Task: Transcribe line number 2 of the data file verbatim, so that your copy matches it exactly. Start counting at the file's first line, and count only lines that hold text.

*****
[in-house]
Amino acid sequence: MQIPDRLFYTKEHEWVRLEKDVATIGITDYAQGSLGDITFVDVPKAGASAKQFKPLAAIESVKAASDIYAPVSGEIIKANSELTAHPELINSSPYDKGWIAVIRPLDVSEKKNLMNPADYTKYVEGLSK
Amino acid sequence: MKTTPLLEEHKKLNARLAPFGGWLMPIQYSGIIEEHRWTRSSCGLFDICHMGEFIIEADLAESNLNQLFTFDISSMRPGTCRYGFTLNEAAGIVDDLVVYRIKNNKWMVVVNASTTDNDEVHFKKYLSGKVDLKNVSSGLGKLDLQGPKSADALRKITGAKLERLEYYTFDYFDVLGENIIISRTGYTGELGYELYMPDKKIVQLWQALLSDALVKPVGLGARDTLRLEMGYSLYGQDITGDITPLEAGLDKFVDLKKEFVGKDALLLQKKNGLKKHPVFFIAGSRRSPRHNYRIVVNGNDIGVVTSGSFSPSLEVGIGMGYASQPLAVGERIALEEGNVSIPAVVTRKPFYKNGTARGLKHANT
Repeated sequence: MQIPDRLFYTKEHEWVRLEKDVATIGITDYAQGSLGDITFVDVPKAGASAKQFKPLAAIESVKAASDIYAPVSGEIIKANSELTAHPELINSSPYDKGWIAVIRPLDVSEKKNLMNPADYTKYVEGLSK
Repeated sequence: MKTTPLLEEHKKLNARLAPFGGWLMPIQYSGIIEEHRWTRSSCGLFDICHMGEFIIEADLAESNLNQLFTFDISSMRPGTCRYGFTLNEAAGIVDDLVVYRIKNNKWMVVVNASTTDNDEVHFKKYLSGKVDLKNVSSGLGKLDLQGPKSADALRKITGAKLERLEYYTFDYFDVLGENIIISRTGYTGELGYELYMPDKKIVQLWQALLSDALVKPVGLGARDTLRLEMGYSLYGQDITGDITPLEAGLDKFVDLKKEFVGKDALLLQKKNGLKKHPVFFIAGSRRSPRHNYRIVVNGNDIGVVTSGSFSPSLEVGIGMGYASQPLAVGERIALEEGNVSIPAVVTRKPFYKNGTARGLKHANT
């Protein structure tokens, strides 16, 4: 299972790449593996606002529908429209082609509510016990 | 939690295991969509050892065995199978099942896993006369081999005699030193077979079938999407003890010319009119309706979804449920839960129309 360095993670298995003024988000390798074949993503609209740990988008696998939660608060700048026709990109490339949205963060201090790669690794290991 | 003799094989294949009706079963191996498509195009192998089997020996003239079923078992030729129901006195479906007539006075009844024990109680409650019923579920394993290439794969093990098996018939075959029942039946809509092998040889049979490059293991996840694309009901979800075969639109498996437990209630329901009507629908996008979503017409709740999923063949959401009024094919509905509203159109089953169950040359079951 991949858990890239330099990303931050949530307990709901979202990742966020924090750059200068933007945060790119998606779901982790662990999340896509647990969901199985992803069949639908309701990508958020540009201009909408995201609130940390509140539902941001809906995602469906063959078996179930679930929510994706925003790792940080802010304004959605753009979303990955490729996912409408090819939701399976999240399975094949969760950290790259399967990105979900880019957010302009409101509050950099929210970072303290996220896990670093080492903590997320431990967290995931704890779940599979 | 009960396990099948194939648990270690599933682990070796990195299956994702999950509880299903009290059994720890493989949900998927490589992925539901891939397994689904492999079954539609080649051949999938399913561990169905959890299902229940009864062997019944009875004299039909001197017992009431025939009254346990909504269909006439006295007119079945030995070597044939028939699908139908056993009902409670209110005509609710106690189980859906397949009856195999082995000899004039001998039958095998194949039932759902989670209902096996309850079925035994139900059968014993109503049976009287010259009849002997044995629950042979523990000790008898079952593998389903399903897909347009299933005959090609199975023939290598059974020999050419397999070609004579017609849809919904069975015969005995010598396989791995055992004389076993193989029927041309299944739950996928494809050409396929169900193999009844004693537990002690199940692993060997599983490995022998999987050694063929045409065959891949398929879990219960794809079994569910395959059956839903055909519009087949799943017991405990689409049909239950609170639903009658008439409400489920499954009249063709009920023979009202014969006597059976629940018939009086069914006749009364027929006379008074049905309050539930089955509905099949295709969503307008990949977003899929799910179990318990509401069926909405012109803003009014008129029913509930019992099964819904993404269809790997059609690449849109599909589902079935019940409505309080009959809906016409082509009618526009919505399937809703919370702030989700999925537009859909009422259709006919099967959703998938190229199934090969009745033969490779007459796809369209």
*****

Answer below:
Amino acid sequence: MQIPDRLFYTKEHEWVRLEKDVATIGITDYAQGSLGDITFVDVPKAGASAKQFKPLAAIESVKAASDIYAPVSGEIIKANSELTAHPELINSSPYDKGWIAVIRPLDVSEKKNLMNPADYTKYVEGLSK